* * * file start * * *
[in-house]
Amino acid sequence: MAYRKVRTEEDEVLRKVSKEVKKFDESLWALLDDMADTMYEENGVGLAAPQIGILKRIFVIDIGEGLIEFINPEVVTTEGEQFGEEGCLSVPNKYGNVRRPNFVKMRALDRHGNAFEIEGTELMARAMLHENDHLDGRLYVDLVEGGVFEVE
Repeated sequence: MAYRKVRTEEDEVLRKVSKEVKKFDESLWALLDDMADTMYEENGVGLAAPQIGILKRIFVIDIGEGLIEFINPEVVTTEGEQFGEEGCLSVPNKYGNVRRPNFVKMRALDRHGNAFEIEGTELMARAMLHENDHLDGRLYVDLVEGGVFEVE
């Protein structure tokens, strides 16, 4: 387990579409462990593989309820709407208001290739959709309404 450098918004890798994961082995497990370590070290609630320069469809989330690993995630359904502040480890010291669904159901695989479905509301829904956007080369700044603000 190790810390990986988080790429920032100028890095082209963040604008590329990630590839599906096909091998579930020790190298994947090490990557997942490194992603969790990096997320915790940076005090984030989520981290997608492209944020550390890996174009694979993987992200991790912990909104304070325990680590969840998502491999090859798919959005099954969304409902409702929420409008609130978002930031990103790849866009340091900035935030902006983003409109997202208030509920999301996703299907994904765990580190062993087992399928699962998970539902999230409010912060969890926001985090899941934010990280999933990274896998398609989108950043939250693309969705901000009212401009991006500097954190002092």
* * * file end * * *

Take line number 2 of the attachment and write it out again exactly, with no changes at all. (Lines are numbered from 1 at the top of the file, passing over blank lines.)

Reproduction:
Amino acid sequence: MAYRKVRTEEDEVLRKVSKEVKKFDESLWALLDDMADTMYEENGVGLAAPQIGILKRIFVIDIGEGLIEFINPEVVTTEGEQFGEEGCLSVPNKYGNVRRPNFVKMRALDRHGNAFEIEGTELMARAMLHENDHLDGRLYVDLVEGGVFEVE